Botanical Name: Crataegus monogyna
- Also, known as: May blossom, Maybush, Whitethorn, Mayblossom, Hedgethorn, Mayflower, Haw, Aubépine
Habitat: Northern Hemisphere in Europe, Asia and North America.
Parts Used: Fruit
Crataegus monogyna species are shrubs or small trees, mostly growing to 5-10 feet in height, with small pome fruit. Branches have sharp, straight thorns. The thorns are small sharp-tipped branches that arise either from other branches or from the trunk. The bark is smooth grey in young individuals, developing shallow longitudinal fissures with narrow ridges in older trees. Leaves are frequently lobed with serrated margins and grow spirally arranged on long shoots, and in clusters on spur shoots on the branches or twigs. Hawthorn leaves are shiny and grow in a variety of shapes and sizes. Fragrant flowers are typically white but may be pink, forming in clusters. Found in woodlands, hedges, and urban areas. The fruit, sometimes known as a "haw", is berry-like but structurally a pome containing from 2-5 pyrenes that resemble the "stones" of plums, peaches, etc., which are drupaceous fruit in the same subfamily. Small berries, called haws, sprout after the flowers. They are usually red when ripe, but they may also be black. Flowers bloom and can be collected in spring, and the berries form in early autumn. The name "hawthorn" was originally applied to the species native to northern Europe, especially the common hawthorn.
Hawthorn berry “haws” have been used to make wine and jelly and to flavor brandy for years, but not many people are aware of the impressive ways this plant has been used as a medicine. Every part of the hawthorn berry, including the flowers, berries, leaves, stems and even the bark, was used to make medicines in ancient Greece and Asia as well as food, also one time it was known as the "bread and cheese tree" because the flowers, berries and leaves are all safe to eat, so it was a lifesaver during famines. Also known as there are hundreds of hawthorn species, and each has its own set of valuable healing compounds.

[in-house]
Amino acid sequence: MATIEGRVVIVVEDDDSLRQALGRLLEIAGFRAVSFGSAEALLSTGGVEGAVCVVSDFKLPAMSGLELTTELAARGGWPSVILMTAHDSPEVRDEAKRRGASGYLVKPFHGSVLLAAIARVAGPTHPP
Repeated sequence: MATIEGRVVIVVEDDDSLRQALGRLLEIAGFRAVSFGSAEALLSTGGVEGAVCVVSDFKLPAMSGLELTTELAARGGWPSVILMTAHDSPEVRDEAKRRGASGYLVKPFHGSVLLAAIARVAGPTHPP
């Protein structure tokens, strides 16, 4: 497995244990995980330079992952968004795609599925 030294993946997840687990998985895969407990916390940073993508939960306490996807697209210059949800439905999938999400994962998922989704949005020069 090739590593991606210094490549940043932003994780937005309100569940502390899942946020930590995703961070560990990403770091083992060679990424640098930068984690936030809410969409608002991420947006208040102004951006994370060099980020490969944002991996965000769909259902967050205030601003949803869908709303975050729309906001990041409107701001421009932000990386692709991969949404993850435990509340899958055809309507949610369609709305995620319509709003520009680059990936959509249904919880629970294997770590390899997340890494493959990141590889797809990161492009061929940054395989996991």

The hawthorn berry bush belongs to the same family of plants as apples and roses, so it's fitting that the fruit is usually brilliant red. Like roses on steroids, the berries are accompanied by long, woody thorns that can do a lot of damage if you're not cautious.
How to use:
Decoctions are suitable for roots, barks, large seeds & berries, and other dense material. The simple way to make decoction is, in a saucepan, add 1 tablespoon of dried herbs to 1 cup of water. Bring the water to boil, reduce heat and simmer for 30-60 minutes. Strain and squeeze out as much as liquid as possible and enjoy!
- You can sweeten your herbal decoctions with bit of honey, natural fruit juice, stevia leaves powder and or licorice root powder.
You should consult with a qualified healthcare practitioner before using any herbal products, particularly if you are pregnant, nursing, or on any medications.
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This information has not been evaluated by Health Canada.
This information is not intended to diagnose, treat, cure, or prevent any disease.